After one 2030 target-date fund lost 41% in 2008, legislators in Washington went up in arms against the fund category. One of the most controversial proposals would have limited equity exposure in such funds, but the industry fought back on the grounds the 40 Act gives asset managers leeway to determine asset allocation on their own.
A closer inspection by Morningstar [MORN] found that target-date funds have actually outperformed balanced offerings across the board in the past three years. The average 2035 fund lost 1.93%, while the average balanced fund lost 2.77%.
Further, Morningstar's “2010 Target-Date Series Industry Survey,” which analyzed the offerings of the 20 largest advisors, found that those companies that went ahead and answered calls to reduce equity exposure suffered steep losses in 2008.
Ironically, these “changes to the funds’ equity exposure could leave the industry open to charges that it’s fighting, [not riding] the market, and not positioning the funds correctly for the future,” said Laura Pavlenko Lutton, editorial director of the mutual fund research group at Morningstar. “Some funds that were aggressively positioned in 2008 were whipsawed when they turned conservative prior to the market rebound in 2009.”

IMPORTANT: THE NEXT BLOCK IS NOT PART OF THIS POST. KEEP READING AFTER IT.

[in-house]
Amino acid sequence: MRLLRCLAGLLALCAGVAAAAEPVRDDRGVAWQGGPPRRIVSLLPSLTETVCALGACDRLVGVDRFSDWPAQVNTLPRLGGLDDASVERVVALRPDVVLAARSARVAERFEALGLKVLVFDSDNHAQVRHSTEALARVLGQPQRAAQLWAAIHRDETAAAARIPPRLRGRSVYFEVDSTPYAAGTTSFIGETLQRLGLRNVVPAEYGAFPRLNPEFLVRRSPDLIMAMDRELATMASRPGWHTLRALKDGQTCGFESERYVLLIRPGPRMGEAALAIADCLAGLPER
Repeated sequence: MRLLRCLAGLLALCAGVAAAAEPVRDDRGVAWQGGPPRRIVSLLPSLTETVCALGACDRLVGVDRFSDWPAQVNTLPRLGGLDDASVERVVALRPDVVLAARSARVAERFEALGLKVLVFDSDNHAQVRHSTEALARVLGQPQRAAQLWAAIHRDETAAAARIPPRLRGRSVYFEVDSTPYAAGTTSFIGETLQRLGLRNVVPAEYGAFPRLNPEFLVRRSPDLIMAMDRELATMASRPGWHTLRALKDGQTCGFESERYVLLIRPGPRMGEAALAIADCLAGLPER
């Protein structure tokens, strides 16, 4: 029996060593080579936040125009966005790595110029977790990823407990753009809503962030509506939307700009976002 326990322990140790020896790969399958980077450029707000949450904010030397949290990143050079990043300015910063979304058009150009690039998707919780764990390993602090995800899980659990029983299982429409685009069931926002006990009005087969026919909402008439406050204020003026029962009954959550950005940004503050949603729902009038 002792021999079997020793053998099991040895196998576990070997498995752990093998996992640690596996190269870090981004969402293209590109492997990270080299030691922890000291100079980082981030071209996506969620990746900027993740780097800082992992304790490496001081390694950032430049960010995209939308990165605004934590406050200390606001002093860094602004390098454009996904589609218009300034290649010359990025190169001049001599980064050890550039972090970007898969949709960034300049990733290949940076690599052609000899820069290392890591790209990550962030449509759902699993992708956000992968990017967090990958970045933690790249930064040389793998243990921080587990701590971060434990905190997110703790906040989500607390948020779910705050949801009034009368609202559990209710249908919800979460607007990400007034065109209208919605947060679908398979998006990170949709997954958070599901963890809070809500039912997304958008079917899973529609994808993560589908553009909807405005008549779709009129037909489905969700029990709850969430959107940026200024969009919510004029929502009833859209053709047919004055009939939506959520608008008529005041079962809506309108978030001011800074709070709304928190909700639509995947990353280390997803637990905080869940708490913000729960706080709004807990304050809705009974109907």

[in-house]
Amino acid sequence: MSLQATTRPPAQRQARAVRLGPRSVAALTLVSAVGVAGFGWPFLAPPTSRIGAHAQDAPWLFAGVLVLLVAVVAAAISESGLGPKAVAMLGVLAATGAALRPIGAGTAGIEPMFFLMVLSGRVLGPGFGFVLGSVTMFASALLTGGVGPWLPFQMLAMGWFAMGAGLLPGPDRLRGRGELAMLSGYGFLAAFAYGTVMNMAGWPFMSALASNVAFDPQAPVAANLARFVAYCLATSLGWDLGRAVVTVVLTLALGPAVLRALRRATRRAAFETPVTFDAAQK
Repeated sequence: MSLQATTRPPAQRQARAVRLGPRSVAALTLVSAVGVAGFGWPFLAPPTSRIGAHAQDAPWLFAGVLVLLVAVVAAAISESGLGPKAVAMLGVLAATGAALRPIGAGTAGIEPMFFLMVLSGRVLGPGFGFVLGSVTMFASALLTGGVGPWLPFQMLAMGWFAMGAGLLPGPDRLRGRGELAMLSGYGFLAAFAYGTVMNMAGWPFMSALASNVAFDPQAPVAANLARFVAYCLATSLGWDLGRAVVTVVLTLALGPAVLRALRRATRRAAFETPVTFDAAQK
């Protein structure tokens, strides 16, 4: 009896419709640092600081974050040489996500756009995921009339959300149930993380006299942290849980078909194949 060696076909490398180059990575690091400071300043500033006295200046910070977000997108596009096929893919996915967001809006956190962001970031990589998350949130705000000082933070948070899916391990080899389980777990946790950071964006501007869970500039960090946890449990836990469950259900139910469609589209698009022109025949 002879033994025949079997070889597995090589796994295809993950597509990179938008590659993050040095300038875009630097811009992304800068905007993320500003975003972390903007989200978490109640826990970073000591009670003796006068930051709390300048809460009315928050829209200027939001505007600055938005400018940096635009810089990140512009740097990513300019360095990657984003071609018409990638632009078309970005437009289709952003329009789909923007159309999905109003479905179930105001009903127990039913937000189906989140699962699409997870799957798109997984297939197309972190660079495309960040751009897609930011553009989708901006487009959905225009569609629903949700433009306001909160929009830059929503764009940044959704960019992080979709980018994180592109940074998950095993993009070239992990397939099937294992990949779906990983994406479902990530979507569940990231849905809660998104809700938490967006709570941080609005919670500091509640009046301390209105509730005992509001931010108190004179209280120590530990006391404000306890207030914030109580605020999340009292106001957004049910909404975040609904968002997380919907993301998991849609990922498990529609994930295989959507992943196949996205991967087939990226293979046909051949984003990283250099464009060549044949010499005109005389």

“Target-date funds have been the subject of unprecedented regulatory, governmental and media criticism in the wake of 2008’s market slide, but that has not deterred millions of investors from making these funds the centerpiece of their retirement savings,” Lutton said.
“More than $45 billion in new cash flowed into these funds in 2009,” Lutton continued. “Target-date funds have become the retirement vehicle of a generation, and for good reason. The funds have structural advantages over traditional mutual funds, including generally lower costs and dynamic asset allocation that automatically grows more conservative as investors age.”
Morningstar also found that fund families have been lowering costs or introducing cheaper indexed series, and that fund complexes that populated their target-date funds with proprietary, rather than outside, funds showed no advantages in terms of costs or performance.
Areas for improvement, however, include far beter disclosures on the holdings and risk levels in various target-date funds, as well as the fact that too few portfolio managers have their own money invested in the funds they run.
Commenting on these findings, Lutton said: “It’s critical for individuals to easily understand their target-date fund’s goals, strategy and risks, and it’s important for fund managers to have some skin in the game. Many fund families still do not meet what we would consider to be basic levels of disclosure and manager investment.”
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